Mr Bisson: I take it older teachers are no good.


The Acting Speaker: The members for Cochrane South and Lake Nipigon, I don't need to ask you to refrain from heckling.

The member for Kenora.

Mr Miclash: I'm pleased to have an opportunity to partake in this debate this evening. As you will know, it's the recent rule changes of the Conservative government that have now limited me to only 10 minutes. We know that after 20 minutes past 8 o'clock we are now limited to only 10 minutes apiece. In that short time, I wish to get my comments regarding Bill 161 on the record.

As I indicated earlier this evening, we see this as nothing but a crass means of this government now trying to put Bill 160 behind it and coming on with Bill 161 as a bribe to the parents to turn around and begin to support them. I think we'll start seeing a lot of bribes such as Bill 161 coming back from this government. I can tell the members across the way and the other members of the House that the people out there, the people who saw their former teachers out on the line defending public education and trying to prevent this government in their power grab, in their cash grab, they will remember.

In northern Ontario, our communities are very small and people will realize that. Once you've had a teacher in the system, you will remember that teacher, especially if that teacher meant something to you while you were going through the system. I had a lot of people come to me and say, "Why was it that Mrs Jones was out there on the picket line?" It had to mean something for Mrs Jones to be out there, because they knew that Mrs Jones, their teacher they remember from years ago, who they really had a lot of respect for, would rather be in that classroom, would rather be doing her job. But for some reason, they were out on a political protest against this government.

Again, people will not forget. Here we have a $32-million giveaway by this government back to the parents, $32 million that possibly could have gone in to junior kindergarten, $32 million that could have gone into the adult education system, to which a lot of my constituents are looking to upgrade their skills, to move on. But here we have it going back to the parents as a bribe, a bribe on behalf of this government. It was the government that brought in Bill 160 with a blatant disregard for what the people were saying in terms on the education system and in terms of the need for public education.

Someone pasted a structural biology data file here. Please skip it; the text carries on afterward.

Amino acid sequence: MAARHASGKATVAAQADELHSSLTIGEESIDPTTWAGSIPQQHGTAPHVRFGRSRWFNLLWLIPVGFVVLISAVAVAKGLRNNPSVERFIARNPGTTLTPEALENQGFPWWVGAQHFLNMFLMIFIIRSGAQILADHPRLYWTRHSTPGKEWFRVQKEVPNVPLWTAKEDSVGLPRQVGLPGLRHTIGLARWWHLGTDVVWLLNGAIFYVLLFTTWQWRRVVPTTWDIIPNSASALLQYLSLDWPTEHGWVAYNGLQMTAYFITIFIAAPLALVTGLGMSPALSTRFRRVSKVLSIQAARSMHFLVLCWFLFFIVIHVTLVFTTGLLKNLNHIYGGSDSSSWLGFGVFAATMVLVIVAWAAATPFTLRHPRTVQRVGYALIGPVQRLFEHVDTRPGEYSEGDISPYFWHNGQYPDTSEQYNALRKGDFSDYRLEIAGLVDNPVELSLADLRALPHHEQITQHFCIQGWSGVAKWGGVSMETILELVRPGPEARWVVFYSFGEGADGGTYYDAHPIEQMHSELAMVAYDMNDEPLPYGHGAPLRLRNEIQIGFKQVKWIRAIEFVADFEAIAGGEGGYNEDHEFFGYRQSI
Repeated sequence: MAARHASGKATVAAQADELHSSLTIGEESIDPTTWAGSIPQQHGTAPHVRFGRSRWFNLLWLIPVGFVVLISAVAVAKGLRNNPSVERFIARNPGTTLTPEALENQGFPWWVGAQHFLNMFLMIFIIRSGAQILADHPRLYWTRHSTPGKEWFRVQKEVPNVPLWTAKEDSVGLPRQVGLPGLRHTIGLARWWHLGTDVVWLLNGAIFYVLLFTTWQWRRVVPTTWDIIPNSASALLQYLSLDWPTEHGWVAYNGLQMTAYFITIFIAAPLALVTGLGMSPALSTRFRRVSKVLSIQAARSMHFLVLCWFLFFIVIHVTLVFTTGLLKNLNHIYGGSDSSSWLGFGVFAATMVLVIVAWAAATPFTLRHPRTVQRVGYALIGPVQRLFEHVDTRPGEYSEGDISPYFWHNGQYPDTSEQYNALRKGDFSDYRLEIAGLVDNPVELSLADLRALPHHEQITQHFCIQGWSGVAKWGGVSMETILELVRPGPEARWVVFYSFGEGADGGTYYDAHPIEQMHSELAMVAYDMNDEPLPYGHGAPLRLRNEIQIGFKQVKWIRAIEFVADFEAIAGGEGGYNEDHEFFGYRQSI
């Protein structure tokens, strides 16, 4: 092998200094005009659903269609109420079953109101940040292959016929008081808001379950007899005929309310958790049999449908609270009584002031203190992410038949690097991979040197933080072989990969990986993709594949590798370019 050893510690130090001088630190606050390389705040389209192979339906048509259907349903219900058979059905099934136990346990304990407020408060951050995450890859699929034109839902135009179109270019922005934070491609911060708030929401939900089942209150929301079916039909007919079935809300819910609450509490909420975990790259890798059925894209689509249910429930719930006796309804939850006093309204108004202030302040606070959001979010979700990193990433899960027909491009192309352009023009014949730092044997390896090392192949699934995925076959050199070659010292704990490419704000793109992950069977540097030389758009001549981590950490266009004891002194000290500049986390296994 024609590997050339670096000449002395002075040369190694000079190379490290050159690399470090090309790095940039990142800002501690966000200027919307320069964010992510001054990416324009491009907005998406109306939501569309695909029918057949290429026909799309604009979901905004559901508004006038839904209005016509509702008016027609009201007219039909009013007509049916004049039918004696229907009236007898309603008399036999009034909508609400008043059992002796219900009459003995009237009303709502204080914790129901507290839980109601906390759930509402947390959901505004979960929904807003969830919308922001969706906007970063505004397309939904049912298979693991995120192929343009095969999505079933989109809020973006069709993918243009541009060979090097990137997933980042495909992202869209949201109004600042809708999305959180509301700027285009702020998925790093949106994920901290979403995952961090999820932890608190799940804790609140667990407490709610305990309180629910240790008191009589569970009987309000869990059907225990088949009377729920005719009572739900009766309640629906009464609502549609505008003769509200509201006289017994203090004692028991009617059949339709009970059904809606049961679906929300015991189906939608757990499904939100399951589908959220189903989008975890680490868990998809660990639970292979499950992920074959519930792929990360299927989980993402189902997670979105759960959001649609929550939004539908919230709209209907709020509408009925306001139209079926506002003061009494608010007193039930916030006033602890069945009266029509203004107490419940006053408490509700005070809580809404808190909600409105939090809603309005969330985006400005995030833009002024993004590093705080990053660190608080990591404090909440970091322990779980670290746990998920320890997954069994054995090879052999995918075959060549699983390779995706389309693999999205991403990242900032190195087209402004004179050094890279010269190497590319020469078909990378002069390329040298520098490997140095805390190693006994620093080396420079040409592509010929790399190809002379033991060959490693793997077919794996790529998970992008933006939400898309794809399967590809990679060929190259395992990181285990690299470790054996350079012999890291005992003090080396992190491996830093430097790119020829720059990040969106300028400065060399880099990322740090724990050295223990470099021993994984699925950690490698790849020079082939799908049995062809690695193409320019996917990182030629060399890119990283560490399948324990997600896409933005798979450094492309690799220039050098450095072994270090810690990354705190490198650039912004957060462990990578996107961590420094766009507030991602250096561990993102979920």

They know what the government is doing. They're taking over the control of the system and they're taking over the control of the dollars. Yes, we've heard many figures bantered about in terms of the numbers of dollars that are going to come out of the system and out of education, much like health care. We're seeing money coming out of our front-line services in health care, much the same as we're seeing money coming out of the front-line services in our classrooms.

Of course, that money is all going to feed a promise that this Premier made back a number of years ago to the people of Ontario, that being there would be a 30% cut in our provincial income tax for every individual in this province. When I go back to my constituents and I ask them if they've noticed any impact of what the Premier has promised in terms of a 30% income tax cut, they tell me no. But they also tell me that there are services out there that are more important than a measly 30% cut on their provincial income tax, those services, of course, being health care and education. I hear that a lot.